THEY SAID IT
Manuel had heart disease and had been declining for quite a while. His family, four generations, all lived in the same neighborhood. They cared for him in his home, taking shifts between them. He was never alone.
Manuel was all smiles every time I saw him. “My family is everything to me,” he’d say.
One Sunday morning, Manuel had a stroke. When I got to the ER, he was unresponsive. He was admitted to the hospital in the hopes he might improve.
Manuel didn’t improve. His breathing grew irregular. He labored for breath several more days. Doctors marveled he was still alive.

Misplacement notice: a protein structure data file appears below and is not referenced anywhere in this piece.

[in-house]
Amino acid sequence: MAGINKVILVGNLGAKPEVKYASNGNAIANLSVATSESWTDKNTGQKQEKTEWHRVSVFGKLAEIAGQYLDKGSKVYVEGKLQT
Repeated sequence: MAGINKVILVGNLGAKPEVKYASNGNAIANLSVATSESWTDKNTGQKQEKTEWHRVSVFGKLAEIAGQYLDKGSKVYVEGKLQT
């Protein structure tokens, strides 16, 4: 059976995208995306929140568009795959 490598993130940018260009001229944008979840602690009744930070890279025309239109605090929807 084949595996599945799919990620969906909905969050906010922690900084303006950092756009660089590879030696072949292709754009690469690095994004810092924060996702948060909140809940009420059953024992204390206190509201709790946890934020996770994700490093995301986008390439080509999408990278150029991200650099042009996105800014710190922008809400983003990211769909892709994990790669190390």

I knew Manuel did not want to die in the hospital. I joined our nurse for a meeting with the family. When we arrived, they looked at us and said, “Let’s get him home.”
We were on the road several hours later. We got Manuel home and into his hospital bed in the front room. His family packed themselves into the room, circled the bed, and prayed. As we prayed, Manuel let out a sigh. He was gone.
Manuel was a man of his word. “My family is everything to me.” He lived that out. If he was going to die, it was going to be at home.
The decisions we make have remarkable power. We need convictions, things we believe and stand for, no matter what. Things we will and will not do.
What are our convictions? Are we living them?
Gary Roe is the Chaplain of Southern Care Hospice and is interim Minister at First Baptist Church in Lexington